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One Region

You want multiple datacenters and have settled on the number you need from Three Datacenters. Now you need to select which locations to use.

What is the best selection algorithm for determining how to site your datacenters in a cloud environment?

There are two clear and opposite forces influencing your decision:

  • Having your instances too close to each other does not protect against natural disasters;

  • Having your instances too far apart from each other makes round trip times too long;


Make round-trip time between datacenters the primary selection tool. Stay within one region (which defaults to one coast (if in the USA)), and when using datacenters from multiple vendors, assume the worst about routing between the vendors–launch a virtual machine at each site and measure. Testing this is very cheap.

We have noticed that datacenters of various vendors do tend to be clustered (local governments may give incentives, or local hydro-electric power generation may make it easy to obtain the coveted “green” label), but usually not so close that all but the worst natural disasters will have an impact.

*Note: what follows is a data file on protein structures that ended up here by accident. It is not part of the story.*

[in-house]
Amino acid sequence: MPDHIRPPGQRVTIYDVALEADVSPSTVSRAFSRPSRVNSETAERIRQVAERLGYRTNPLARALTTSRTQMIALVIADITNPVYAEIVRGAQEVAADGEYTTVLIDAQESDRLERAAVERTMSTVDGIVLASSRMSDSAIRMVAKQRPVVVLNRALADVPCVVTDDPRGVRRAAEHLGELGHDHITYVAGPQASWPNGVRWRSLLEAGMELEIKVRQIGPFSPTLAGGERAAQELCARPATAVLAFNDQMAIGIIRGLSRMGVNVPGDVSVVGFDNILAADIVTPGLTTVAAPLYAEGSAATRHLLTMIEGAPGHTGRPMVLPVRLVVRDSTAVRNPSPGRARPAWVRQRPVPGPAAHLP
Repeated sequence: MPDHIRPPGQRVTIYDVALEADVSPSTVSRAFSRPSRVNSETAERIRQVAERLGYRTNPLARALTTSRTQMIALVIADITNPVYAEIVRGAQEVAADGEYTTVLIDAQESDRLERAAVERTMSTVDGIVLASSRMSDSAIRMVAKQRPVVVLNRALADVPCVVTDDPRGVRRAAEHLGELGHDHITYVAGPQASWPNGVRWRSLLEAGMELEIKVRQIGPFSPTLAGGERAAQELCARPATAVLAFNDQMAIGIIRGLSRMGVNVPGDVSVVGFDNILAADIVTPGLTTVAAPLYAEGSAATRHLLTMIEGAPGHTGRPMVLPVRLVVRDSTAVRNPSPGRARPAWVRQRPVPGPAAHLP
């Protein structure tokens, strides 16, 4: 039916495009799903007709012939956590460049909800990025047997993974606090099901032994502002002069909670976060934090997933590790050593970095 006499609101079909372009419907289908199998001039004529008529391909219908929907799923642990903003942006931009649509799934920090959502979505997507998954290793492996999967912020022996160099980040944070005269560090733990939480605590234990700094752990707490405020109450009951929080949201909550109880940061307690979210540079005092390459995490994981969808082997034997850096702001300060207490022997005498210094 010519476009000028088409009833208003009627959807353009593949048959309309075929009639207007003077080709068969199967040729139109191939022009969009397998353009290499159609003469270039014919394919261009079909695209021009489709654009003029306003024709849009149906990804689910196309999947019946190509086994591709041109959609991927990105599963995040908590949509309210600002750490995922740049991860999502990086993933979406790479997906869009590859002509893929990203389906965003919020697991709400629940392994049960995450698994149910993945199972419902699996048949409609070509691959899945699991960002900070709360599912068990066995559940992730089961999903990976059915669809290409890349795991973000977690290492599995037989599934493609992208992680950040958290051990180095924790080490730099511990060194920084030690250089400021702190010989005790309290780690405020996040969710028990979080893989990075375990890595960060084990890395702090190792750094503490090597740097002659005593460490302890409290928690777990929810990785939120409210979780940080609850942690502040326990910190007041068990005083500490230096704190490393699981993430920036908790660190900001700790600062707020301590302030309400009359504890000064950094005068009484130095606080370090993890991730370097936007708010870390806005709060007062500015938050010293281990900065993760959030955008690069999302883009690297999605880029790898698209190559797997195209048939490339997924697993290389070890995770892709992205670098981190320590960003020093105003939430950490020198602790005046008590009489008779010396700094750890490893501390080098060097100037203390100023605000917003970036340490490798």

Different cloud vendors tend to have very low latencies between their datacenters. With fiber optic WAN connections, packets travel at a significant fraction of the speed of light, which means that intermediate routers often introduce most of the latency. Private WAN interconnections minimize these “hops“, resulting in round-trip delays of modern WANs that come close to LAN delays ten or twenty years ago. Geographically separate datacenters of the same cloud vendor may therefore have, due to the use of private WANs, a lower latency than close datacenters of different providers which usually get routed over the public Internet. For example, we observed lower and more consitent round-trip times between AWS regions in Oregon and Southen California than between Azure and AWS regions that are both located in Fresno, CA.

Again, there’s a natural tension here: using all infrastructure from a single vendor will offer the best connectivity between datacenters. However, there may be shared components in a vendor’s infrastructure that can cause widespread outages, so adding more vendors may be an attractive option. Don’t forget though that there’s a clear financial drawback of using multiple vendors: one vendor will mean larger volume discounts, so there is an insurance premium to be paid for placing capacity among multiple providers.